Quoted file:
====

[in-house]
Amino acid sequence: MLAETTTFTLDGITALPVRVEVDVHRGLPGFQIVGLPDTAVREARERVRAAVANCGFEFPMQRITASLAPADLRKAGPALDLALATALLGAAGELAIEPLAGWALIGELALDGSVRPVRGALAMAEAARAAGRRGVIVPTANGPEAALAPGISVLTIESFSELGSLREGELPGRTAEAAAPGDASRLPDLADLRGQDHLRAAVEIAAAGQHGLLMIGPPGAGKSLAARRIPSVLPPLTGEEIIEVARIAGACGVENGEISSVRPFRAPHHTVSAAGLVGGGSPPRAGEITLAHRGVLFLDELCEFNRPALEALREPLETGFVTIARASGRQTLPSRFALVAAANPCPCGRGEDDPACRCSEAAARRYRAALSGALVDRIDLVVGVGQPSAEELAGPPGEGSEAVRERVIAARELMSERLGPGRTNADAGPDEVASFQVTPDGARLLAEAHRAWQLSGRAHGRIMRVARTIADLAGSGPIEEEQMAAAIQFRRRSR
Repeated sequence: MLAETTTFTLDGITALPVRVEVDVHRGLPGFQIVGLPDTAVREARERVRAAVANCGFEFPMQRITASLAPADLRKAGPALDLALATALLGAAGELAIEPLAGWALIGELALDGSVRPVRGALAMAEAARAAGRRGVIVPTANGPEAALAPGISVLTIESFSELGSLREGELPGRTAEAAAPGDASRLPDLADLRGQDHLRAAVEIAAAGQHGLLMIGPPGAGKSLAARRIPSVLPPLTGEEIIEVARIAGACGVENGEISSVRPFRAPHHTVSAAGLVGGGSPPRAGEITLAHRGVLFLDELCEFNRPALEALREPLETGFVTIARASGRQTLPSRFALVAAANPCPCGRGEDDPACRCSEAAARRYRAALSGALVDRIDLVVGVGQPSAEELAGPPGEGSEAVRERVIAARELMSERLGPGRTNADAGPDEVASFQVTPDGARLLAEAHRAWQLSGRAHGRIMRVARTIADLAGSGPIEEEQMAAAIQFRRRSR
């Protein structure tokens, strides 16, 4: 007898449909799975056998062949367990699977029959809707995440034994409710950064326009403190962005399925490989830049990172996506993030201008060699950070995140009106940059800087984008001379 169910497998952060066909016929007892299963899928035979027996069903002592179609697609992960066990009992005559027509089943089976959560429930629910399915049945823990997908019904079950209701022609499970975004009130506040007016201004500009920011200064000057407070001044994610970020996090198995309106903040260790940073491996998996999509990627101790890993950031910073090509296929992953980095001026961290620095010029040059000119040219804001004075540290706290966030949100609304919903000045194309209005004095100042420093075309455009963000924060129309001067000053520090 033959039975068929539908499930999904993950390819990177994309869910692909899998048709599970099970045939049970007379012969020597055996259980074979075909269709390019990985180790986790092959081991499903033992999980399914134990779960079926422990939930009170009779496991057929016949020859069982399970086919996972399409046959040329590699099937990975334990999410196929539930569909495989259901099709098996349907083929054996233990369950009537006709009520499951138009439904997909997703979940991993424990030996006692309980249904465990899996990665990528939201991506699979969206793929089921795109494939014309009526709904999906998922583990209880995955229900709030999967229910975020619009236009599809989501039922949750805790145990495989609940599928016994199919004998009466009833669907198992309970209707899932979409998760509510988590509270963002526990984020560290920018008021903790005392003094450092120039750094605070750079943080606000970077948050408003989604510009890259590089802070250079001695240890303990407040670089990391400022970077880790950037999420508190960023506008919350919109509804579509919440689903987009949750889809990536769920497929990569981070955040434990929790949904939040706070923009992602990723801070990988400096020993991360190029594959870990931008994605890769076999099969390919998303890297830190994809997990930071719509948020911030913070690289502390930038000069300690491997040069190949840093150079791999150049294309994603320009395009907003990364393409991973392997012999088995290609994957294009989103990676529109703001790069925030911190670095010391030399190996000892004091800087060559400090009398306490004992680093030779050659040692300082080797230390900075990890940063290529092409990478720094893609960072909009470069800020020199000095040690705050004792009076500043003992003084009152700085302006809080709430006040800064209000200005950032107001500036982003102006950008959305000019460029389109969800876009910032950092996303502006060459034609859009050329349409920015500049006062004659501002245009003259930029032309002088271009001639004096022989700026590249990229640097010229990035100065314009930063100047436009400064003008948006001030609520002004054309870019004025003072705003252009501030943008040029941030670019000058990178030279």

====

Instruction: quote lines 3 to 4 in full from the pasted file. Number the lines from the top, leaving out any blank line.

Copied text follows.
Repeated sequence: MLAETTTFTLDGITALPVRVEVDVHRGLPGFQIVGLPDTAVREARERVRAAVANCGFEFPMQRITASLAPADLRKAGPALDLALATALLGAAGELAIEPLAGWALIGELALDGSVRPVRGALAMAEAARAAGRRGVIVPTANGPEAALAPGISVLTIESFSELGSLREGELPGRTAEAAAPGDASRLPDLADLRGQDHLRAAVEIAAAGQHGLLMIGPPGAGKSLAARRIPSVLPPLTGEEIIEVARIAGACGVENGEISSVRPFRAPHHTVSAAGLVGGGSPPRAGEITLAHRGVLFLDELCEFNRPALEALREPLETGFVTIARASGRQTLPSRFALVAAANPCPCGRGEDDPACRCSEAAARRYRAALSGALVDRIDLVVGVGQPSAEELAGPPGEGSEAVRERVIAARELMSERLGPGRTNADAGPDEVASFQVTPDGARLLAEAHRAWQLSGRAHGRIMRVARTIADLAGSGPIEEEQMAAAIQFRRRSR
């Protein structure tokens, strides 16, 4: 007898449909799975056998062949367990699977029959809707995440034994409710950064326009403190962005399925490989830049990172996506993030201008060699950070995140009106940059800087984008001379 169910497998952060066909016929007892299963899928035979027996069903002592179609697609992960066990009992005559027509089943089976959560429930629910399915049945823990997908019904079950209701022609499970975004009130506040007016201004500009920011200064000057407070001044994610970020996090198995309106903040260790940073491996998996999509990627101790890993950031910073090509296929992953980095001026961290620095010029040059000119040219804001004075540290706290966030949100609304919903000045194309209005004095100042420093075309455009963000924060129309001067000053520090 033959039975068929539908499930999904993950390819990177994309869910692909899998048709599970099970045939049970007379012969020597055996259980074979075909269709390019990985180790986790092959081991499903033992999980399914134990779960079926422990939930009170009779496991057929016949020859069982399970086919996972399409046959040329590699099937990975334990999410196929539930569909495989259901099709098996349907083929054996233990369950009537006709009520499951138009439904997909997703979940991993424990030996006692309980249904465990899996990665990528939201991506699979969206793929089921795109494939014309009526709904999906998922583990209880995955229900709030999967229910975020619009236009599809989501039922949750805790145990495989609940599928016994199919004998009466009833669907198992309970209707899932979409998760509510988590509270963002526990984020560290920018008021903790005392003094450092120039750094605070750079943080606000970077948050408003989604510009890259590089802070250079001695240890303990407040670089990391400022970077880790950037999420508190960023506008919350919109509804579509919440689903987009949750889809990536769920497929990569981070955040434990929790949904939040706070923009992602990723801070990988400096020993991360190029594959870990931008994605890769076999099969390919998303890297830190994809997990930071719509948020911030913070690289502390930038000069300690491997040069190949840093150079791999150049294309994603320009395009907003990364393409991973392997012999088995290609994957294009989103990676529109703001790069925030911190670095010391030399190996000892004091800087060559400090009398306490004992680093030779050659040692300082080797230390900075990890940063290529092409990478720094893609960072909009470069800020020199000095040690705050004792009076500043003992003084009152700085302006809080709430006040800064209000200005950032107001500036982003102006950008959305000019460029389109969800876009910032950092996303502006060459034609859009050329349409920015500049006062004659501002245009003259930029032309002088271009001639004096022989700026590249990229640097010229990035100065314009930063100047436009400064003008948006001030609520002004054309870019004025003072705003252009501030943008040029941030670019000058990178030279």